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You’re probably familiar with this situation: You’re at the register, get your plastic out to pay, and then wait for the store clerk to tell you whether you’re supposed to insert your chip-enabled credit card in the terminal or swipe the card.

Given new network fraud liability rules went into effect in October 2015, magnetic strip credit cards have been steadily replaced with EMV-enabled chip cards, so many Americans carry them now. However, that doesn’t mean we are using them every time we make a purchase, as not every retailer has flipped the switch on the updated technology yet.

But, according to the Visa U.S. Chip Update report for June 2016, the U.S. added more than 100,000 chip-enabled merchant locations in June of this year. With this increase, an estimated 28% of merchants now use this technology, making the U.S. the largest chip market in the world, the report notes.

And, even though Visa reports that our country is now chip-laden, all states are not equal when it comes to adapting to this technology. It is slowly rolling out nationwide, and cards can still be used in all states, but New Jersey is noted as having the largest percentage of chip-ready merchants followed by Pennsylvania, California, Connecticut and Florida, where one in three merchants are chip-enabled.

These are the 10 states with the most merchants who are chip-ready.

  1. New Jersey
  2. Pennsylvania
  3. California
  4. Connecticut
  5. Florida
  6. Michigan
  7. New York
  8. Delaware
  9. Ohio
  10. West Virginia


Information about U.S. merchant locations is based on VisaNet data as of the end of June 2016. Visa reviewed operating certificate data from client financial institutions at the end of March 2016 to evaluate global card usage. Visa also compared chip-enabled merchants’ data from March 2016 to March 2015, using both U.S.-issued credit and debit cards, to review counterfeit fraud data.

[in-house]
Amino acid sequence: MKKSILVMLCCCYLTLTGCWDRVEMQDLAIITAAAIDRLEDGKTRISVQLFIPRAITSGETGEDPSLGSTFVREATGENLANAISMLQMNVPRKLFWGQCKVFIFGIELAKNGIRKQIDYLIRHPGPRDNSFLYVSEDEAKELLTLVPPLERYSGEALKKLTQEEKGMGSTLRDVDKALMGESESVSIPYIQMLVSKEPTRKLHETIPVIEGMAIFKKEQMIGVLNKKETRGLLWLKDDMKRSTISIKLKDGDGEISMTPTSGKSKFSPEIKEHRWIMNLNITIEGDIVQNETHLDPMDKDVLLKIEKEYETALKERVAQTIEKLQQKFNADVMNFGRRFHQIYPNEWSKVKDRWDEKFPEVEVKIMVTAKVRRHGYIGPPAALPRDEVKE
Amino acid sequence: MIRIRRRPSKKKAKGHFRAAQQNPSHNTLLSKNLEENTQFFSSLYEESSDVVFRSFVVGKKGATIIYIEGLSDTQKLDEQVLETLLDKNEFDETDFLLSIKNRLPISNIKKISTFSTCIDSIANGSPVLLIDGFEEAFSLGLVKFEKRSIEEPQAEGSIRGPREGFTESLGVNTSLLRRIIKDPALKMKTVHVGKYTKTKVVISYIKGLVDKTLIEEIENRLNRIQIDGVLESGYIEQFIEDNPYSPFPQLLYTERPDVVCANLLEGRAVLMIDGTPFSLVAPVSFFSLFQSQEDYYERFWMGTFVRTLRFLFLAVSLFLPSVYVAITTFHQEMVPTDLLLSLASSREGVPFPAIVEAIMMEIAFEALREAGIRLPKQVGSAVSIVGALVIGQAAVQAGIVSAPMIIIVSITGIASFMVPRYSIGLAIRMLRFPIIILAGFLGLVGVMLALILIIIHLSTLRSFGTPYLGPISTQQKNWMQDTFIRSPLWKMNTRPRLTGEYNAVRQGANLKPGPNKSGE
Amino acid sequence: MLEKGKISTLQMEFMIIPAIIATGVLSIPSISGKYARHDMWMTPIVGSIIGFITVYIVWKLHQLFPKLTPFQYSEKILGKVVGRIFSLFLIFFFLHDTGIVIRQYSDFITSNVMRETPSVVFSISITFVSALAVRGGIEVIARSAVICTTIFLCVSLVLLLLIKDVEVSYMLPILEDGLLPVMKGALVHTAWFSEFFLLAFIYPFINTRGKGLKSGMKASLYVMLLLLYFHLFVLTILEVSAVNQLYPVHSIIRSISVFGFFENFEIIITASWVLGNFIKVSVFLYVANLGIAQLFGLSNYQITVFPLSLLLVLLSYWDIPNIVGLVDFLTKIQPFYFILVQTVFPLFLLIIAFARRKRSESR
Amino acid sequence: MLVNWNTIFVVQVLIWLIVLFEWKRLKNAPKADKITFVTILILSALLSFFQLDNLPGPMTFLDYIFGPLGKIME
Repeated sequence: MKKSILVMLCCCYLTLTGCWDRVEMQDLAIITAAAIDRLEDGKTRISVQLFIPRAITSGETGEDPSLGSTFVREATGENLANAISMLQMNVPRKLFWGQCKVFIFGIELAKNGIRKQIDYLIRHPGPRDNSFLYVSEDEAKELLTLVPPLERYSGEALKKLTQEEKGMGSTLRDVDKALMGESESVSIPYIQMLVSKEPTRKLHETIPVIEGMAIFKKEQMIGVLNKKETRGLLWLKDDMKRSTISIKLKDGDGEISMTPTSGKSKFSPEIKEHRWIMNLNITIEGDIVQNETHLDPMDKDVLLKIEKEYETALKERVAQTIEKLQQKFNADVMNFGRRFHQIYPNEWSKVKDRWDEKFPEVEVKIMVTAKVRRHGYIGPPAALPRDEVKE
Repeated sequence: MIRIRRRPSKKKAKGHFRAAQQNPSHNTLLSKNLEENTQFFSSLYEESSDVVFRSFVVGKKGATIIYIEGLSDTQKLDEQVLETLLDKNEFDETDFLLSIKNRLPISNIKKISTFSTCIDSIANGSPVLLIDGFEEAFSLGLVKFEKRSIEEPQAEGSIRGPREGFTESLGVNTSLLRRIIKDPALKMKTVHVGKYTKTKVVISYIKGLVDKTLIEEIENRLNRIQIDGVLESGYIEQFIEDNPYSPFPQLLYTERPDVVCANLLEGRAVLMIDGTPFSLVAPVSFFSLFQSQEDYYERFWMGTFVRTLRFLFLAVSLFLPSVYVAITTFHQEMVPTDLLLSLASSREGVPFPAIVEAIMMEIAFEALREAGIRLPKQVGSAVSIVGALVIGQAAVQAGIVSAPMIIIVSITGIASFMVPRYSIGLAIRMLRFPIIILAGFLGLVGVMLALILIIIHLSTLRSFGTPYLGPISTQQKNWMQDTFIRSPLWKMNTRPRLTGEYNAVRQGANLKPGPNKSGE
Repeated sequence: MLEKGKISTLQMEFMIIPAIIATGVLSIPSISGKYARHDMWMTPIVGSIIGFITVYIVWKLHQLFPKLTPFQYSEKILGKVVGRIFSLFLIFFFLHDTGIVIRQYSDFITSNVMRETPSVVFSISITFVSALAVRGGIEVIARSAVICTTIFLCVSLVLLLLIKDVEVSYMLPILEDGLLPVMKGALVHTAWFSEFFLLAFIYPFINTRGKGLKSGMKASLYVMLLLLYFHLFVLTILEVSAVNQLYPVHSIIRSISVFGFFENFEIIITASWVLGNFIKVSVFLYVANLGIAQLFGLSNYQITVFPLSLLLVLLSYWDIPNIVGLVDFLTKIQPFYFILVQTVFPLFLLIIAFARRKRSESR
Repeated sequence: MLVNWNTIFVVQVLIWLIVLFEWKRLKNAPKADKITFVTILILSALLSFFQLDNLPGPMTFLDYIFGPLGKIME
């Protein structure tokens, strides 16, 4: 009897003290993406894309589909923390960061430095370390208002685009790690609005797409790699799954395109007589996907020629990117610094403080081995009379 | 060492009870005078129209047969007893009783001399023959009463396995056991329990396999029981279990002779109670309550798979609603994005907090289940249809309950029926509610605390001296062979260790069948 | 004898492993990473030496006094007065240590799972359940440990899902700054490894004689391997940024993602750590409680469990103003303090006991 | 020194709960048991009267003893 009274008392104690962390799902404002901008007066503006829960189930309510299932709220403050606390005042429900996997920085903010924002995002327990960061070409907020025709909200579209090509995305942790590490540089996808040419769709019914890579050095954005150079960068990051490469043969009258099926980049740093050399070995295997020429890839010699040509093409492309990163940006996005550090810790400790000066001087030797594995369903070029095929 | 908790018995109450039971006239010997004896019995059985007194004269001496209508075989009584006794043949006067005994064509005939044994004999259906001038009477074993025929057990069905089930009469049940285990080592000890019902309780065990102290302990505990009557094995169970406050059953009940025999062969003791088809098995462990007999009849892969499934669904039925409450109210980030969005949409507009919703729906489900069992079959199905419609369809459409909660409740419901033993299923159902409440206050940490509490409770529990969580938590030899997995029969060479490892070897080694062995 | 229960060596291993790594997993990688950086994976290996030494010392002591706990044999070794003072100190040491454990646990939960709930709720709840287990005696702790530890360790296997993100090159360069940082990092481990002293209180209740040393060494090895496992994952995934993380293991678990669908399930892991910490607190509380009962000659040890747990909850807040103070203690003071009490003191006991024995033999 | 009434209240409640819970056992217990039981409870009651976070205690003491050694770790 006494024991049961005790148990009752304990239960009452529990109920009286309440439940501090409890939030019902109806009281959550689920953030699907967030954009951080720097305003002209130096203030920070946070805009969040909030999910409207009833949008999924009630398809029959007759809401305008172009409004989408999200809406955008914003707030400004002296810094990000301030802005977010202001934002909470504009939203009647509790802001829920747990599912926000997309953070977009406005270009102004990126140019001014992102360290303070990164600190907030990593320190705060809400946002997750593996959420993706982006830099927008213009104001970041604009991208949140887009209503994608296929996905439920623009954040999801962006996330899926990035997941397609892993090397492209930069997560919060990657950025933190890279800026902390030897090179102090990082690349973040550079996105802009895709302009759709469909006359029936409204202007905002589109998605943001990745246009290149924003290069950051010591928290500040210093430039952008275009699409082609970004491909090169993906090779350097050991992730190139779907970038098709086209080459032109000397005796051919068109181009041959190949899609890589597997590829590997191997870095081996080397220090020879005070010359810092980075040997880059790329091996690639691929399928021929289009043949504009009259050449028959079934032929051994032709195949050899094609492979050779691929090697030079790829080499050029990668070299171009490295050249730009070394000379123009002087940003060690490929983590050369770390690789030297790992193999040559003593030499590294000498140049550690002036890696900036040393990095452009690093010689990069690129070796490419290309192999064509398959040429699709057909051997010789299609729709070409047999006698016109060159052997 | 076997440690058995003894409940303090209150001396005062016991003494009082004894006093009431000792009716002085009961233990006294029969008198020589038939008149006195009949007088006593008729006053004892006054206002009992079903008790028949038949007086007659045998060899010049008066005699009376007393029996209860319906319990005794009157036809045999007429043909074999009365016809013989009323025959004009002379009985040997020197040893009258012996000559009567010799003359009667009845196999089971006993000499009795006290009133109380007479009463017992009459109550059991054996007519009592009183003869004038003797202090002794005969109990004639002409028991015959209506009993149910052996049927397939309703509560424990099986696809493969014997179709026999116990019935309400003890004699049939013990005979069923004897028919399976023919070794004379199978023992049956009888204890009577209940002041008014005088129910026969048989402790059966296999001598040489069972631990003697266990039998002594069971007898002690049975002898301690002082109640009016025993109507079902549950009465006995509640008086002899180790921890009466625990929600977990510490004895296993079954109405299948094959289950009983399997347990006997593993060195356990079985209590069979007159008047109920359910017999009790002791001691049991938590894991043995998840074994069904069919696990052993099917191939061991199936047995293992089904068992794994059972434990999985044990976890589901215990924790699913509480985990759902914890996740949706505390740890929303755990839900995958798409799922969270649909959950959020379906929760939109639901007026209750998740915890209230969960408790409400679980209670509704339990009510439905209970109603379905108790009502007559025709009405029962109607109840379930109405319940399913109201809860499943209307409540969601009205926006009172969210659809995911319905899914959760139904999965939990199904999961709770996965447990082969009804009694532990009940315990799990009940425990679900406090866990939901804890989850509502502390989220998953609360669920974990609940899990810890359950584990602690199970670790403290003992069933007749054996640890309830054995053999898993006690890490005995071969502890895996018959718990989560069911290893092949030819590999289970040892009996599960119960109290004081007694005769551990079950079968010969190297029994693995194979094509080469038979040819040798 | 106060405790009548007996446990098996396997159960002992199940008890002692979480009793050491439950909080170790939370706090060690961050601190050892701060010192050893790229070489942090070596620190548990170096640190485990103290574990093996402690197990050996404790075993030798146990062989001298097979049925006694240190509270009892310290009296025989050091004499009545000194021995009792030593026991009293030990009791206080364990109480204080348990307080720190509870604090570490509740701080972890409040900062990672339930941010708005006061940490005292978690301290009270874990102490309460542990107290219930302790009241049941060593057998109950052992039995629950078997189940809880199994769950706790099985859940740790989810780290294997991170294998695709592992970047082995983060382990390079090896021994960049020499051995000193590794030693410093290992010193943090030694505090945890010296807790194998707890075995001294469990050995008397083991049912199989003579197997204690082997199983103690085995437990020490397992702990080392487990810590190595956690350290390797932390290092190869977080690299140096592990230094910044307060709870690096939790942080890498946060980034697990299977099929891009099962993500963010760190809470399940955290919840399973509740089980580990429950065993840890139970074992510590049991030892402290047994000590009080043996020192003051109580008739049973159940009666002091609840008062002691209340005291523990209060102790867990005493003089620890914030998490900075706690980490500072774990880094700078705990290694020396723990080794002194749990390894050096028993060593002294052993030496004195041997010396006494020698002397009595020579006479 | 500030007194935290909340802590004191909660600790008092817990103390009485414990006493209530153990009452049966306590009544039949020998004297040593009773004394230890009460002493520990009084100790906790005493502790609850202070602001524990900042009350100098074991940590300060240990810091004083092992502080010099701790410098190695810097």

The Visa report noted that chip technology may have played a role in decreasing credit card fraud, with chip-enabled merchants seeing a 35% drop in counterfeit fraud in March 2016 compared to the same month previous year.

Protecting Your Credit Card Information

Still, no matter whether your local merchants have upgraded to chip technology or not, nothing is fool-proof. EMV chips may provide extra security in-store, for instance, but they don’t guard against theft online. This is why it’s a good idea to check your credit card statements every month for fraudulent charges.

And, if you have reason to believe your personal data has been compromised, you can review your credit reports as well. When reviewing your reports you want to look for signs your identity has been stolen, like a sudden drop in your credit scores or new accounts showing up that you don’t recognize. You can get a copy of your annual credit reports for free at Annual CreditReport.com and you can see your free credit report summary, updated each month, on Credit.com.

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Image: Petar Chernaev

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